With an economy hitting midground, Maine is still one of the most business-friendly states across the nation. Straightforward regulations and a collaborative business environment make it attractive for multiple entrepreneurs-to-be.
Small businesses represent 99.2% of all enterprises in the state and an LLC structure is extremely popular among startuppers. In addition, the state allows certified specialists to operate using a special LLC type. So let’s consider how to form a PLLC in Maine.
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According to Maine law, you are entitled to register a professional LLC to legally back up your business in this state if you are one of the following certified professionals:
Before creating a PLLC in Maine make sure that:
If you qualify for PLLC formation, registering this type of entity in Maine is not something you can’t handle on your own. It’s a relatively easy five-step process and our guide will take you through it.
It’s the prime step to take since your filing application won’t be even accepted by the state regulator unless your PLLC name meets the naming requirements that are in force in Maine:
Notably, if the targeted moniker appears available in Maine and you really like it, you can put your projected PLLC name on hold in the state for a period of up to 120 days. It’s a great option if you are not ready to file yet and don’t want your name version to be stolen.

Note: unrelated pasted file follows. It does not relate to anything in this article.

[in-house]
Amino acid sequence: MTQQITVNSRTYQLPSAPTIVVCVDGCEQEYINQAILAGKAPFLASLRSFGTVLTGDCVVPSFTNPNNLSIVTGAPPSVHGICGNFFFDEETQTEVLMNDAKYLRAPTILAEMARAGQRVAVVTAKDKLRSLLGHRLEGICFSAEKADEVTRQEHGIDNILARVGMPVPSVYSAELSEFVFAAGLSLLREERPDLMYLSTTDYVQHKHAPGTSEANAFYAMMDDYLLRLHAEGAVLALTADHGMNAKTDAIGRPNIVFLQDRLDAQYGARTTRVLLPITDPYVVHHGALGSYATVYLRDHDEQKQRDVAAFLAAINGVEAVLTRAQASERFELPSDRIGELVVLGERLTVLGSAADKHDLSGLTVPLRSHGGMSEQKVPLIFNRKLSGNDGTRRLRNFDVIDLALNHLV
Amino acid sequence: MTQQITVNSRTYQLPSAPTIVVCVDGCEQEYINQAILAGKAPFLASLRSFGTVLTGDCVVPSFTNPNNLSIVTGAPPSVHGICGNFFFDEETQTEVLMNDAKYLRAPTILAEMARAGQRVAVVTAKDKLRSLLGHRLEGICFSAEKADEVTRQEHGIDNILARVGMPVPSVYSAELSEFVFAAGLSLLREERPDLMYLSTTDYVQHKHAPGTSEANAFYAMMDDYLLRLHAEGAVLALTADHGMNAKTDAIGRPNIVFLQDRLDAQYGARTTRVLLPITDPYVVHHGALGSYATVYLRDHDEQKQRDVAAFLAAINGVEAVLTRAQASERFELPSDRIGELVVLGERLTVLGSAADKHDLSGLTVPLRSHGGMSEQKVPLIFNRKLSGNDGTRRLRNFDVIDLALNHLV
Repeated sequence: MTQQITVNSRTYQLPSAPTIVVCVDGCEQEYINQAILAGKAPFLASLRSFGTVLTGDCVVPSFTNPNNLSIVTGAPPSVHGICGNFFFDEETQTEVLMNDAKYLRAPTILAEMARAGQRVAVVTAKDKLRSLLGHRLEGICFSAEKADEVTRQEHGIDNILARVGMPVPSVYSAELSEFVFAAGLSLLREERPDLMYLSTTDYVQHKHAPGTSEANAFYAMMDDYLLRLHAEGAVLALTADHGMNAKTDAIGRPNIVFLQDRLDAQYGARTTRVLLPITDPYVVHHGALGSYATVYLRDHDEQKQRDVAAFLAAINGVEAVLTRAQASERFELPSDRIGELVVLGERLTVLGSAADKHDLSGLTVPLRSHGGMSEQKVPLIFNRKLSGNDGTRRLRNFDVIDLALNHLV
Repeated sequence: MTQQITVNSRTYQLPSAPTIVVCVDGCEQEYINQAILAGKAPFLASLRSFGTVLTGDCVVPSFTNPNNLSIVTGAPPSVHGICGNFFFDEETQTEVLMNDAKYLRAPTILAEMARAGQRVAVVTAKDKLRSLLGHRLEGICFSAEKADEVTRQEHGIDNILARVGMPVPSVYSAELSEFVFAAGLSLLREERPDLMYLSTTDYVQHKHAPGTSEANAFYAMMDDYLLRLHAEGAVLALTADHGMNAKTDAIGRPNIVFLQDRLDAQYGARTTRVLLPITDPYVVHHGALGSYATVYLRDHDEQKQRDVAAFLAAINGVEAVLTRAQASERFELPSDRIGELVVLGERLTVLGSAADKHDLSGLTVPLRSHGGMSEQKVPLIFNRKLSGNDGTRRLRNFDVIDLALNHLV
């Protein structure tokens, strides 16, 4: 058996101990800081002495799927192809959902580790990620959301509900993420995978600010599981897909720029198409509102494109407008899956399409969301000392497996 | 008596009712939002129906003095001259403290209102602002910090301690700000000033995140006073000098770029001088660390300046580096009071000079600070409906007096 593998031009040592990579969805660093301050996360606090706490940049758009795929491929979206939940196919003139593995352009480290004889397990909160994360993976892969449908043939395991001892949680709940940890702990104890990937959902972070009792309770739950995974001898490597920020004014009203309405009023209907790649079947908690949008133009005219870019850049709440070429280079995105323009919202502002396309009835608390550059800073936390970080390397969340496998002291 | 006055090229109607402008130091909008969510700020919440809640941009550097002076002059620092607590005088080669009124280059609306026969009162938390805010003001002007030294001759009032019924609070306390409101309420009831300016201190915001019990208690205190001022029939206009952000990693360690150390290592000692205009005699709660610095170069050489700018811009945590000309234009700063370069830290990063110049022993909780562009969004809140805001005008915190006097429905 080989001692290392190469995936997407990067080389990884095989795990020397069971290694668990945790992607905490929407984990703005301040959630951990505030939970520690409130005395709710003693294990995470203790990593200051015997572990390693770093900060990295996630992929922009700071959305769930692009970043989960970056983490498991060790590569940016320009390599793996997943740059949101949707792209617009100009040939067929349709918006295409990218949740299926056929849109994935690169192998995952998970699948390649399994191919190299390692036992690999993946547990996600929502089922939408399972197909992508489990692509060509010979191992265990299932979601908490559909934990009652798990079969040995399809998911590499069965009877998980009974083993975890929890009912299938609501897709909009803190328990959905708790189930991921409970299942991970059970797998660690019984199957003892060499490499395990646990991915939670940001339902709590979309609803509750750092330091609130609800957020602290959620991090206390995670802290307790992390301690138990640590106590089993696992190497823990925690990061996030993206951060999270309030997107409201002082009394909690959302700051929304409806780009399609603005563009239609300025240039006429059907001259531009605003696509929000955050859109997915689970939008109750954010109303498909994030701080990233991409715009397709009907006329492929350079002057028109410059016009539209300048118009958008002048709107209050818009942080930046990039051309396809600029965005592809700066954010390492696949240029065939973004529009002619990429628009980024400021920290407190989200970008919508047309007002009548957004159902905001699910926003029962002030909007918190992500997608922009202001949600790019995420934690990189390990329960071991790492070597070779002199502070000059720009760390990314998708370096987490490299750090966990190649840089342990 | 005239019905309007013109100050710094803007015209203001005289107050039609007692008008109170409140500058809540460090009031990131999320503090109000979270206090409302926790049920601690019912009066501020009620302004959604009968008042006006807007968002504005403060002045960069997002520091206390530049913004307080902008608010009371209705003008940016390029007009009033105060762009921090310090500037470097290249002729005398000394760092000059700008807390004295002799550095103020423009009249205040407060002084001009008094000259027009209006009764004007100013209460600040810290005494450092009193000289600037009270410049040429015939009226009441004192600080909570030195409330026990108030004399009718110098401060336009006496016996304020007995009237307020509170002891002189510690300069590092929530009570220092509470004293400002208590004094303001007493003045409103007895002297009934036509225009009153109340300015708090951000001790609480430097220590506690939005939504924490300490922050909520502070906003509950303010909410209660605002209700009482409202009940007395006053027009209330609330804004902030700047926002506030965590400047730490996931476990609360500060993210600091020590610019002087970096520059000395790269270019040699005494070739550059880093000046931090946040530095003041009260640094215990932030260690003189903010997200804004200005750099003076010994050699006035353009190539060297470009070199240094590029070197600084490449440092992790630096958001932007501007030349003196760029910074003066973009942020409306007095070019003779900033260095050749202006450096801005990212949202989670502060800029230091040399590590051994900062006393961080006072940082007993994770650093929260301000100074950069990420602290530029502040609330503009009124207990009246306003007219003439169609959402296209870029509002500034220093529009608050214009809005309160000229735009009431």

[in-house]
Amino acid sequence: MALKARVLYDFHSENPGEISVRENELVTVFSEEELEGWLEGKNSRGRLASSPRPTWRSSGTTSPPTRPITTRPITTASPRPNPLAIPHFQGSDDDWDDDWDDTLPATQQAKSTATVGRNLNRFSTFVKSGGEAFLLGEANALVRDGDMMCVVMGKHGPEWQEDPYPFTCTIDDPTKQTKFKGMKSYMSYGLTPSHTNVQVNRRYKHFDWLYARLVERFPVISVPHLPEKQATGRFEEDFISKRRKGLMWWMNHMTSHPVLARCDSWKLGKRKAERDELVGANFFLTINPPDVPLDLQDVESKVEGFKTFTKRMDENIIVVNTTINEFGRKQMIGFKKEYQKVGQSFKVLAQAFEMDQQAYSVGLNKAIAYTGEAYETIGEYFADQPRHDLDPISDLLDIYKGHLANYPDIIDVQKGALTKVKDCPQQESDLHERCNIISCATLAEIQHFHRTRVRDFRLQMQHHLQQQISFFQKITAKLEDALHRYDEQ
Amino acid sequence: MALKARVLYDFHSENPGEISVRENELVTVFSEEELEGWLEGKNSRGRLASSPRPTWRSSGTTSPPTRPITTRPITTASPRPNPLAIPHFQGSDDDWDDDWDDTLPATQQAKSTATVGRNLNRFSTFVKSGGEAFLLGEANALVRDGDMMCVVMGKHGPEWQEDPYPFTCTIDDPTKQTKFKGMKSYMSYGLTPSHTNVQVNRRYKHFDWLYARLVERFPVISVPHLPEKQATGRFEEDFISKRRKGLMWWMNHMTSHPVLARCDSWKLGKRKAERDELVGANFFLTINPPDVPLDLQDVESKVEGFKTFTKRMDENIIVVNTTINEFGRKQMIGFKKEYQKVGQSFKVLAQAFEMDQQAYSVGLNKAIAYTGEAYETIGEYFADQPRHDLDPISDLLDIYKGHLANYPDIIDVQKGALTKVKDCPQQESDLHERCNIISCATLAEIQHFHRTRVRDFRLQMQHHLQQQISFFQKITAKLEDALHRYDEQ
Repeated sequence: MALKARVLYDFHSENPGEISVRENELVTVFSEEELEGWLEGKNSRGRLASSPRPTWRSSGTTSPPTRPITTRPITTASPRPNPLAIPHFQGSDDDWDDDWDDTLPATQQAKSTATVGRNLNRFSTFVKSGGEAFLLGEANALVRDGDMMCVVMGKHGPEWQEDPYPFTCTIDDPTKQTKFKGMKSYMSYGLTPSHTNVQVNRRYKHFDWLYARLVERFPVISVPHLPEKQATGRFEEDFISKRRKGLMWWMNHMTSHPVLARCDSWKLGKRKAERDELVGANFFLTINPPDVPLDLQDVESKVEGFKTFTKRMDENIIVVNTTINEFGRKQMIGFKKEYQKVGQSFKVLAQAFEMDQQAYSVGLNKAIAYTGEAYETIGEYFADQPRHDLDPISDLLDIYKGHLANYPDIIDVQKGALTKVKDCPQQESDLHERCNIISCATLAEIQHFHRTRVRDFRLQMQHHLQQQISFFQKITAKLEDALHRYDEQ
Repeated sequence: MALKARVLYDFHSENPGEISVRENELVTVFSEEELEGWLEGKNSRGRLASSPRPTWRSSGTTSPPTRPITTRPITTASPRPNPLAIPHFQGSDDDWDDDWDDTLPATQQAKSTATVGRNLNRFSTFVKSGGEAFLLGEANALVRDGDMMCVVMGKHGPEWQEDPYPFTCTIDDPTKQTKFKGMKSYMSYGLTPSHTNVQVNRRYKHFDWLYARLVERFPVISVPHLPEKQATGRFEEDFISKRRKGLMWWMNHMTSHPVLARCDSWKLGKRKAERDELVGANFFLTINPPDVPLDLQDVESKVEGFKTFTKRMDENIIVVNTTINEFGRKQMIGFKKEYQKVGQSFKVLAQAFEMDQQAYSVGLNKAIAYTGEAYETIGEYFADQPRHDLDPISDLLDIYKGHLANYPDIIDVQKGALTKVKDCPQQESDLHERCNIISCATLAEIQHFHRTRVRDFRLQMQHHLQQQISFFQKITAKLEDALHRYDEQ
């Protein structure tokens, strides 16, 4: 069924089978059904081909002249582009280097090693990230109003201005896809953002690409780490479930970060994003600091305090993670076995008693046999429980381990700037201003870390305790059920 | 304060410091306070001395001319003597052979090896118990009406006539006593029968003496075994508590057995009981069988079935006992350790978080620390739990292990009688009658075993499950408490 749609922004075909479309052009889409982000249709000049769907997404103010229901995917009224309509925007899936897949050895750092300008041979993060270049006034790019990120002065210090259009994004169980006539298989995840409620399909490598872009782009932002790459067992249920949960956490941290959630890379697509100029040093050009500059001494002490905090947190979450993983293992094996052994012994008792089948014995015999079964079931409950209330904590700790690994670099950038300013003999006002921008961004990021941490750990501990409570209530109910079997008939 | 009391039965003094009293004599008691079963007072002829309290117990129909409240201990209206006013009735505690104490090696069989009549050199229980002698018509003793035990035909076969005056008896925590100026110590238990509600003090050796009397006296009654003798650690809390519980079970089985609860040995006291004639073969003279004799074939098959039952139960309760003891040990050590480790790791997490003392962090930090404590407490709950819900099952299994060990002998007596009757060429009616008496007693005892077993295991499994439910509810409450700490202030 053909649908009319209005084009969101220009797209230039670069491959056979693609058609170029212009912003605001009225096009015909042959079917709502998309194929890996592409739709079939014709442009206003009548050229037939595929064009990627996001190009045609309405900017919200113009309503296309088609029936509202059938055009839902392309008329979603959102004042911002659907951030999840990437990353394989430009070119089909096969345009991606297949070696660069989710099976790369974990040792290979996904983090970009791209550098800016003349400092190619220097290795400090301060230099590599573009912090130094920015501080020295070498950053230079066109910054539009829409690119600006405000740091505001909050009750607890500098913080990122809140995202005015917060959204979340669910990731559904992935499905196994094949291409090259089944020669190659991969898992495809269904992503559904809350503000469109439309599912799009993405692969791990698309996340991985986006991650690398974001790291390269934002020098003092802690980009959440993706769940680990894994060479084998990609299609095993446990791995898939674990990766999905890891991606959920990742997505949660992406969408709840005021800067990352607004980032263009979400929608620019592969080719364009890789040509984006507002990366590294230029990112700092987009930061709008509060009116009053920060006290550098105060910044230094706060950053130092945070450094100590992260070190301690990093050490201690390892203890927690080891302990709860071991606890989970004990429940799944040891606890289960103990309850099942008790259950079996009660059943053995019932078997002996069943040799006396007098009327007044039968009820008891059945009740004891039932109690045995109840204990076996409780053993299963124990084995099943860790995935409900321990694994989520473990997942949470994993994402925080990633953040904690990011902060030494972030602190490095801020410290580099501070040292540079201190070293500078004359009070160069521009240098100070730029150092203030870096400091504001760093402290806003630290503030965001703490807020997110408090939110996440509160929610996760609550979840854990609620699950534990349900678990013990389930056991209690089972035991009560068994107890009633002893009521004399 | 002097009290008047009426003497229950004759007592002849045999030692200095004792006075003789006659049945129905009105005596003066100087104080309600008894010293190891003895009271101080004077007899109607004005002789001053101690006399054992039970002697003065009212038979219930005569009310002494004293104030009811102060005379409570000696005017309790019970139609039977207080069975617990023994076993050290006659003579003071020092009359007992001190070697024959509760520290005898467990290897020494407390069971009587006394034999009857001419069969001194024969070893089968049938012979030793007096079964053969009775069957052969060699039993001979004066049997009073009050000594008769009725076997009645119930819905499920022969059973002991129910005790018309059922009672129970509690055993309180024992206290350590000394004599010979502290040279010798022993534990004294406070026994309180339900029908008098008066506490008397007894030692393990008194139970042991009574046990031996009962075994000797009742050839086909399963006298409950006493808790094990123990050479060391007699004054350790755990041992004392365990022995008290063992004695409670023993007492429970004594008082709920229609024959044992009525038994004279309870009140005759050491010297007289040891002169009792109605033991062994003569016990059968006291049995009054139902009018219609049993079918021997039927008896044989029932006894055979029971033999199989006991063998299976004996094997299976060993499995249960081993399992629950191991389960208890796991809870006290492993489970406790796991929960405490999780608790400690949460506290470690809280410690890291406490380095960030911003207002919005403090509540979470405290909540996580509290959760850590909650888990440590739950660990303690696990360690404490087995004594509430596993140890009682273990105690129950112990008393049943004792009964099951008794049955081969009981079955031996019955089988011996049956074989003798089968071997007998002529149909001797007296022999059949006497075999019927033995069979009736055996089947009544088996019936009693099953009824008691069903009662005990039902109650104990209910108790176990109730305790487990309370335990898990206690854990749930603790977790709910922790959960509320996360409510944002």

To initiate PLLC registration in Maine, you should find a registered agent (RA). An RA is a statutory rule for all types of incorporated entities across the US. And the state of Maine is not an exception.
The good news is that RA regulations in Maine are neither strict nor limiting. You can appoint:
The key requirement is a physical address in the state and an RA’s consistent presence at that address during normal business hours to receive and process your company’s official correspondence.
With that, your RA options in Maine are quite diverse:
Our best recommendation for an RA position is a registered agent service in Maine. It won’t hit your budget too much and you can rest assured the job will be done by professionals.
At this point, you are ready to file a PLLC in Maine. Submitting formation documents to the Secretary of State is what the PLLC registration is formally about.
In Maine, the LLC statute is called a Certificate of Formation. You’ll have to complete Form MLLC-6, print it out, and mail it to the following address:
Secretary of State
Division of Corporations, UCC, and Commissions
101 State House Station
Augusta, ME 04333
Notably, the state of Maine allows for mailed filings only. You can’t file online or bring your documents to the state office in person.
The Certificate of Formation is a sort of your company’s business card. It covers basic information and data that will appear in state records after your Maine PLLC registration. When applying, you should check that the following data is entered correctly:
While this document is optional in many other US states, it’s mandatory in Maine. Under the Revised Statutes Section 1531.1.B of the state legal code, you should compile this document after your PLLC registration and store it with your other business docs.